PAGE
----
Democratic gubernatorial candidate Stacey Abrams has taken some heat for co-sponsoring a 2011 bill to revamp the HOPE higher education aid program. Critics of the former House minority leader say she cut a deal that hurt poor and minority students.
The Abrams campaign rejected the charge.
"Under Abrams’ leadership, Democrats fought to prevent certain cuts and make sure the bill included funding for remedial classes at technical colleges, a 1 percent low interest loan program, and prevented the use of ACT/SAT testing standards that would have harmed poor students and students of color," spokeswoman Caitlin Highland wrote in an email Jan. 17.
A key point of contention centers on the role of standardized test scores in the aid program. In this fact-check, we looked at whether Abrams prevented the use of ACT/SAT testing standards in setting eligibility for scholarships.
HOPE stands for Helping Outstanding Pupils Educationally and dates from 1992. It was one of the country’s earliest merit-based state aid programs. Over the years, it reached hundreds of thousands of students and provided billions of dollars in assistance.
Until 2011, it had two basic streams: HOPE grants defrayed costs for attending technical colleges, and HOPE scholarships covered the full-tuition, plus books and other fees, for people working on two-year associate’s and four-year bachelor’s degrees.
In 2011, costs were outstripping proceeds from the Georgia state lottery that funded the program. The state’s newly elected governor, Republican Nathan Deal, moved to trim the spending.
In February 2011, flanked by lawmakers including Abrams, Deal unveiled a plan for HOPE. Among its many measures, it created two tiers in the scholarship awards part of the HOPE program – one for the best students and one for good but not exceptional ones.
The original full-tuition HOPE scholarship was renamed the Zell Miller scholarship in honor of the former U.S. senator and governor. It significantly racheted up the eligibility requirements.
Aimed at high performers, the Zell Miller scholarship program was limited to students with a 3.7 grade point average and a combined score of at least 1200 for the critical reading and math sections on the SAT or a 26 ACT score.
The original HOPE scholarship remained in name, but the bill made it less generous. Instead of full tuition, it provided support that approached 90 percent of tuition, and it no longer covered books and other costs.
Unlike the Zell Miller award for elite scholars, the HOPE scholarship remained free of a standardized test score requirement. As before, students were eligible if they had at least a 3.0 grade point average.
Did Abrams actually save the HOPE scholarship program from a standardized test requirement?
Abrams’ communications director Priyanka Mantha told us Abrams did.
"The original Republican proposal sought to impose testing requirements on students who wished to receive the scholarship, in order to narrow eligibility," Mantha said. "But under her leadership, the scholarship retained an eligibility tier without testing requirements because such tests would have disproportionately disqualified low-income students and students of color."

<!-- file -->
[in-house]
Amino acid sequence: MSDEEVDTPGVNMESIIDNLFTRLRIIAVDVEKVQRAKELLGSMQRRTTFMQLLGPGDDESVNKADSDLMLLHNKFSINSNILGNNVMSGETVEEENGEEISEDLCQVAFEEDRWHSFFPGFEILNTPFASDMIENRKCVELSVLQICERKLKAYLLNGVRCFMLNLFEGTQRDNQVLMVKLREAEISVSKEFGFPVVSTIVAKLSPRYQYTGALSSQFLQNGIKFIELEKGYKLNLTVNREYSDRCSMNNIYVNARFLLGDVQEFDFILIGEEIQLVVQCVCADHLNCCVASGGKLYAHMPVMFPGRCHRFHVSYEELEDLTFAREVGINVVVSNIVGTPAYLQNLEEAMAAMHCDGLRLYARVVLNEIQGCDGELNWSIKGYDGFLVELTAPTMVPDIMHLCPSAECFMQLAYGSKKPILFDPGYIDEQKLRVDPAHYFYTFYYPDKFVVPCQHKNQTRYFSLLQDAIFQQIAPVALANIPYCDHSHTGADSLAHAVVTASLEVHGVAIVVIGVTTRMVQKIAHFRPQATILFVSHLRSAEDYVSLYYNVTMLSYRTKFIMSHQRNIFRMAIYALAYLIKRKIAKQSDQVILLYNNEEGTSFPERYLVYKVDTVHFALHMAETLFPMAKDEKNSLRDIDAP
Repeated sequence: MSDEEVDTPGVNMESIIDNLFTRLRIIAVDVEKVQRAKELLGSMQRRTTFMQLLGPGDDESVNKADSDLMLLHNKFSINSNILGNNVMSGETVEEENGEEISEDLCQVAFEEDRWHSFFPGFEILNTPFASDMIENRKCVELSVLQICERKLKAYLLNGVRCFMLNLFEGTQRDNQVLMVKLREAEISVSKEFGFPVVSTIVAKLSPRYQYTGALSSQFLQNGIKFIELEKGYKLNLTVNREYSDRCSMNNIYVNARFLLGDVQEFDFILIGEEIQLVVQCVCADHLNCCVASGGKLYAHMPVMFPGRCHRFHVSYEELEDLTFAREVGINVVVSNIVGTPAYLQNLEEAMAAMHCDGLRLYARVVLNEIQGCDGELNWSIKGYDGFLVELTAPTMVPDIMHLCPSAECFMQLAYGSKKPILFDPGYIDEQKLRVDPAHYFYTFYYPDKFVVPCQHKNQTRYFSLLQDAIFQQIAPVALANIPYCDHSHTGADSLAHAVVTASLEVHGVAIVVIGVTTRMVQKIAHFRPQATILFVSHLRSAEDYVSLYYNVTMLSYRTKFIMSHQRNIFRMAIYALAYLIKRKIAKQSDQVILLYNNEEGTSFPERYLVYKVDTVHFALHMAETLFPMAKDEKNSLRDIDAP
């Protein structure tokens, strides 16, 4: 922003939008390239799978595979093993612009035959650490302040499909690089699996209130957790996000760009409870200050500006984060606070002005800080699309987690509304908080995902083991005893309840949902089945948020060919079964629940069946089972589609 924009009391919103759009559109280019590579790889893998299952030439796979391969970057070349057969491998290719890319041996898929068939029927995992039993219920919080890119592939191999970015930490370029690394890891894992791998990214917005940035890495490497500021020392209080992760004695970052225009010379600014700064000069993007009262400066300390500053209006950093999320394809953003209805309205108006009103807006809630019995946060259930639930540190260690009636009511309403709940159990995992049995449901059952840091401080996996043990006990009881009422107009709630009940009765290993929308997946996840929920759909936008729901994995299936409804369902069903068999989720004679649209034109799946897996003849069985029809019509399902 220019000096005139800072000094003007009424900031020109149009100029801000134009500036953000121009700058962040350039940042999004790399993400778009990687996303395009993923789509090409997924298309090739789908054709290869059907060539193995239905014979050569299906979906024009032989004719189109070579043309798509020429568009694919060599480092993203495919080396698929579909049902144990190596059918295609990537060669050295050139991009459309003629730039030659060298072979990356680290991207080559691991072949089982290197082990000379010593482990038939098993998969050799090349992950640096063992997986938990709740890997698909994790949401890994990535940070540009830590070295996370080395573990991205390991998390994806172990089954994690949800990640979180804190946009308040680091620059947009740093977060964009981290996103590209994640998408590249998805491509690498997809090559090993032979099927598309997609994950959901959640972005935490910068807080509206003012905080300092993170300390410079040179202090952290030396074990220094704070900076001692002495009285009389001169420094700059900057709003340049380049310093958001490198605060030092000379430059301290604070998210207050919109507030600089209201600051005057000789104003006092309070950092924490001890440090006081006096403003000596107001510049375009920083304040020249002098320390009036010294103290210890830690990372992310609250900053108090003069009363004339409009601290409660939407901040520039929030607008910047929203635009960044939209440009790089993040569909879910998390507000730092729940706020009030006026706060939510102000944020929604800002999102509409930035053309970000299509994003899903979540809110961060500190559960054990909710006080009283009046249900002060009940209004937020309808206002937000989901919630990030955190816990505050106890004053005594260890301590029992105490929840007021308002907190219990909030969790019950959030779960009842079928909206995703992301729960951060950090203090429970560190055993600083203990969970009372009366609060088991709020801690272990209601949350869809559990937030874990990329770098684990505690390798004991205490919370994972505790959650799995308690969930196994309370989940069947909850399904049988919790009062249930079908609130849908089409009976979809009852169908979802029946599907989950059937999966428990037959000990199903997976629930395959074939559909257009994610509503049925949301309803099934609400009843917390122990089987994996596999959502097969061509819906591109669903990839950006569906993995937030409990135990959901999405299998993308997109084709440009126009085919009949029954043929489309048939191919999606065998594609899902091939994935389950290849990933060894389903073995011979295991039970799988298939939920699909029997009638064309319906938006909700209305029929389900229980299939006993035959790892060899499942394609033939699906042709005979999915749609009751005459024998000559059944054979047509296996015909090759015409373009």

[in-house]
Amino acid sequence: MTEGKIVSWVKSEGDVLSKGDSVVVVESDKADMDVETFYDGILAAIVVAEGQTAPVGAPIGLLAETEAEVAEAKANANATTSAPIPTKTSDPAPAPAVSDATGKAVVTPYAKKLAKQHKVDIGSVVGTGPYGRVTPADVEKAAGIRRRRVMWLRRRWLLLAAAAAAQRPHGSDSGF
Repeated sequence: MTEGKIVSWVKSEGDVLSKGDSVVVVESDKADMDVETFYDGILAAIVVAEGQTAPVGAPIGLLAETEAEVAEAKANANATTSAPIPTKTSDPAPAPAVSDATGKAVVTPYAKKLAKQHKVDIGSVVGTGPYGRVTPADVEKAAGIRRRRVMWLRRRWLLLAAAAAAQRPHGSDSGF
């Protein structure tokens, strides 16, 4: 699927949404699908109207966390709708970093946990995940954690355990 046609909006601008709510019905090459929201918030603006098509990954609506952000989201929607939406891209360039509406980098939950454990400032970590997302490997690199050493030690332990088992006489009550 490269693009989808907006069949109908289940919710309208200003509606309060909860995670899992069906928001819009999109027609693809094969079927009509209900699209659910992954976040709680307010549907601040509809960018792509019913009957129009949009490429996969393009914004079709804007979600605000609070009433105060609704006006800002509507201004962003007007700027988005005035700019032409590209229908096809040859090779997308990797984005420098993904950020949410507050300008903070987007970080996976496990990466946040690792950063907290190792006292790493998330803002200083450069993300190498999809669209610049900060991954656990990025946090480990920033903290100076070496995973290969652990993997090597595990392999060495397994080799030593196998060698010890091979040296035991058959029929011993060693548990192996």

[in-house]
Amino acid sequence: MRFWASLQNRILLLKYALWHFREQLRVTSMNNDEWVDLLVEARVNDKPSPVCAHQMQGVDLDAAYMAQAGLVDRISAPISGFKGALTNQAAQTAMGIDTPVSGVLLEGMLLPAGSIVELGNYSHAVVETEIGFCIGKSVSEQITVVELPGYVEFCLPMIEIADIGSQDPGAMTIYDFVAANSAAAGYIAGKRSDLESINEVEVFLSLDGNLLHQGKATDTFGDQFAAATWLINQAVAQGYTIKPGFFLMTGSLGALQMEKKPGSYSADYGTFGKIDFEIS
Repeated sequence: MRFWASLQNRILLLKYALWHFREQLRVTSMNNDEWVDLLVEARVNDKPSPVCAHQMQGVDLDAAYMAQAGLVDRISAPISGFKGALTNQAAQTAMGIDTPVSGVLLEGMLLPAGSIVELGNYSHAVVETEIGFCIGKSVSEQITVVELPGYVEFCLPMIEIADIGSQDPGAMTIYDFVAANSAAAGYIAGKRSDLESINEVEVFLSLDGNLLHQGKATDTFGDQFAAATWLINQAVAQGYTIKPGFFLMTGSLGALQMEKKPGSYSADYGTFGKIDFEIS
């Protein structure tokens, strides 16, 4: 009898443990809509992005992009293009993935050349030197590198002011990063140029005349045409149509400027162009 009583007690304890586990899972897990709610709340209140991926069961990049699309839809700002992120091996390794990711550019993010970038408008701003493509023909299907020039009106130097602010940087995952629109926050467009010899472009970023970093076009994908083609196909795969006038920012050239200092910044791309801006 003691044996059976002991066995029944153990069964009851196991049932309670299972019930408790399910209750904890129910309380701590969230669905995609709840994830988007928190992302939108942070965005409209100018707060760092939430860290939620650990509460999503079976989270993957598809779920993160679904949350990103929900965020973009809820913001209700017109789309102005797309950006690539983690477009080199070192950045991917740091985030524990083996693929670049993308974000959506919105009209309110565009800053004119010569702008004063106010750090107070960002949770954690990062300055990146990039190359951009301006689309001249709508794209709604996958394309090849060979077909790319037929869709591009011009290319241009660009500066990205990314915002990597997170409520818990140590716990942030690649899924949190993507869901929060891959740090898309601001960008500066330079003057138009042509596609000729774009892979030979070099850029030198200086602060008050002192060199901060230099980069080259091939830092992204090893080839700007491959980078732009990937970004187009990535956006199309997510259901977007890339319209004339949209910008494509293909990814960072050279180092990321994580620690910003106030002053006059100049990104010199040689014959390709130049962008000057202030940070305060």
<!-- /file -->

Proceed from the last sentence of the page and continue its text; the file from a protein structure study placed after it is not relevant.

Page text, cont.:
There is no hard data on the discussions that took place behind closed doors, but an Atlanta Journal Constitution article from that time said the test score idea was in play. The news report listed eight suggestions. One of them was "require high school graduates to earn a minimum SAT/ACT score to be eligible."
Mantha said the creation of the Zell Miller scholarship with a test score requirement was the result of Abrams’ intervention.
"The two tiers of the HOPE program are the crux of the compromise she achieved," Mantha said. "Students who may have been eliminated from eligibility under the GOP proposal instead retained access to a version of the HOPE scholarship."
Ben George, chief of staff to the Senate Minority Leader in 2011, said his boss and other Democrats were not part of the discussions and were "caught completely off-guard" by the deal with the governor.
As part of the 2011 bill, lawmakers raised the grade average for the HOPE grant for technical colleges from 2.0 to 3.0. According to a report from the Georgia Budget and Policy Institute, a liberal-leaning study center, full-time enrollment in the state’s technical college system fell "nearly 25 percent between 2011 and 2012."
In 2013, lawmakers rolled back the hike in the grade average.
Other changes, however, remained in place, including pulling back the amount of HOPE grant and scholarship aid. That made it harder for lower income students to stay enrolled.
After the first two years, a Wall Street Journal analysis found that students from higher income neighborhoods went from being twice as likely to secure a full-tuition scholarship to three times as likely, compared to students from lower income neighborhoods. Georgia State University told the Journal that it had to drop dozens of students for not paying tuition after their scholarship aid dropped (although most of them were able to return after the school made a special plea to donors).
Abrams said she led the fight to prevent the use of standardized test scores as part of the HOPE program.
In 2011, she supported a plan to make minimum test scores part of the eligibility requirements for the full-tuition HOPE scholarship. The bill that emerged renamed the full-tuition scholarship, raised the minimum grade point average and added a minimum test score requirement.
The bill did not add similar requirements to the original scholarship program, but made it less generous.
Abrams’ statement is accurate but it leaves out important details. We rate this claim Half True.